Raising the stakes for those who are wrong
Tar and feathers
For those who toy with America on the brink of financial disaster, first, let’s examine their qualification. Who have the people of Arkansas elected to represent them?
“Crawford grew up in a military family. His father served in the United States Air Force. He graduated from Alvirne High School in Hudson, New Hampshire. He enlisted in the Army, where he served as a bomb disposal technician for four years, while advancing to the rank of Sergeant. After his service, he attended Arkansas State University and graduated in 1996 with a B.S. in Agriculture Business and Economics.”
These are very weak and light weight credentials for someone who is entrusted with America’s future and who stands to obstruct America’s resolving its current financial problems. If he stands in the way and successfully prevents resolution, what consequence does he face? He goes back to work in Arkansas.
Where are the tar and feathers?
Representative Erik Crawford, Arkansas
January 3, 2011
Jonesboro, Arkansas, U.S.
Years of service
“GOP dissent complicates path to resolving debt-ceiling crisis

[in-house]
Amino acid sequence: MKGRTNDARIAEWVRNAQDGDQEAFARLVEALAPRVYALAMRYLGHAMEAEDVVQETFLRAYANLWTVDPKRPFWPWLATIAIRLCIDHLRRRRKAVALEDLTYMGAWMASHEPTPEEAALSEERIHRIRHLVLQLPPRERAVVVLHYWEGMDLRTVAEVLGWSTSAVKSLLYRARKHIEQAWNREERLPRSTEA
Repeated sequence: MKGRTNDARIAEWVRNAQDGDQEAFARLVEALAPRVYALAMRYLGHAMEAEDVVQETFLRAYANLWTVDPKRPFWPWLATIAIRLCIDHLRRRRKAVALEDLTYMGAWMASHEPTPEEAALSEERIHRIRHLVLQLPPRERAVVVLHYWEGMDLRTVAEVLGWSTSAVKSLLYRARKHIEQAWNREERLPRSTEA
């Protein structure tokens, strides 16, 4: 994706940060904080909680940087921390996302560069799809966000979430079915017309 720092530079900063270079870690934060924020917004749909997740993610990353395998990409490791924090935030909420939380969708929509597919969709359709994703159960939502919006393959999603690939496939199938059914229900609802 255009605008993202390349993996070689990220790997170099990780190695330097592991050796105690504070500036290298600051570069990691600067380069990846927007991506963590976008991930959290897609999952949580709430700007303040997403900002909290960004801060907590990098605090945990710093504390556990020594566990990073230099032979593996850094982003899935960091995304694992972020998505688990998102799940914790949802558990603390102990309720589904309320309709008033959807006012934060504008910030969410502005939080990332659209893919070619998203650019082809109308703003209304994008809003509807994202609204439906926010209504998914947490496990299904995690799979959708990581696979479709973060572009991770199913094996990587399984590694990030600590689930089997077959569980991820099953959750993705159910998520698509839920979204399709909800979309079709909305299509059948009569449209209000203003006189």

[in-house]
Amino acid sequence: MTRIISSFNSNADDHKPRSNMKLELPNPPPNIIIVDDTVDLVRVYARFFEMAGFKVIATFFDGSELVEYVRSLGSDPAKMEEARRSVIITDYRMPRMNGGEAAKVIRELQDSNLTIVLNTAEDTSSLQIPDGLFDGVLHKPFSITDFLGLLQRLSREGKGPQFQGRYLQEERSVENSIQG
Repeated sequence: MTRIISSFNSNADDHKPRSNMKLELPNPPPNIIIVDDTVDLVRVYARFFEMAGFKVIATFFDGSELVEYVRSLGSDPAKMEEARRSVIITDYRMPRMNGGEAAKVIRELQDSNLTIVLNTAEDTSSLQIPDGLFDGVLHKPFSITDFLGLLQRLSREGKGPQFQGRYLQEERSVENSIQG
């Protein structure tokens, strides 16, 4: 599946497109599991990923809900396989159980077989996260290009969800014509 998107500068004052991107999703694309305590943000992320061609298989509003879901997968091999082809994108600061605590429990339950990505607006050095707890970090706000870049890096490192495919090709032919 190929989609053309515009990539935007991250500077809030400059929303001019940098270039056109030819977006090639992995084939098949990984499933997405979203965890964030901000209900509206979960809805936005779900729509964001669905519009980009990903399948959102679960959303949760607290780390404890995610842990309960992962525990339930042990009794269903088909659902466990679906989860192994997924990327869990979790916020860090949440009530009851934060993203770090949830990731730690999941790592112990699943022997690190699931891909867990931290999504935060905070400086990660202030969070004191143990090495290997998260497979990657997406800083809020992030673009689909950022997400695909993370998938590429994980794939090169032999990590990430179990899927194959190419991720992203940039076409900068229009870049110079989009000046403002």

By David A. Fahrenthold, Published: July 14
The president, the speaker of the House, the chairman of the Federal Reserve and Moody’s credit-rating agency all say that a failure to raise the U.S. debt ceiling by Aug. 2 would be an economic catastrophe and must be avoided.
Rep. Eric A. “Rick” Crawford (R-Ark.) thinks they’ve got it wrong.
Crawford, a freshman legislator, said that the president could cope with a full stop on U.S. borrowing by using incoming tax revenue to pay for the services he thinks are essential — soldiers, Medicare and Social Security, and interest on existing debt.
That approach, outside experts have said, might mean the government wouldn’t be able to afford the FBI, veterans’ benefits or other federal services.
That’s all right with Crawford.
“That wouldn’t work for just a few days. That would work for a few years,” said Crawford, who added that he would agree to raising the debt limit only if such a bill included major changes in federal budget priorities. Budget deficits, he said, require “that we take some painful measures now. I’d rather swallow that bitter pill today.”
As the Aug. 2 deadline looms, the debate over how to resolve the debt-ceiling crisis is being complicated by legislators such as Crawford who think the crisis is not as bad as it’s made out to be.: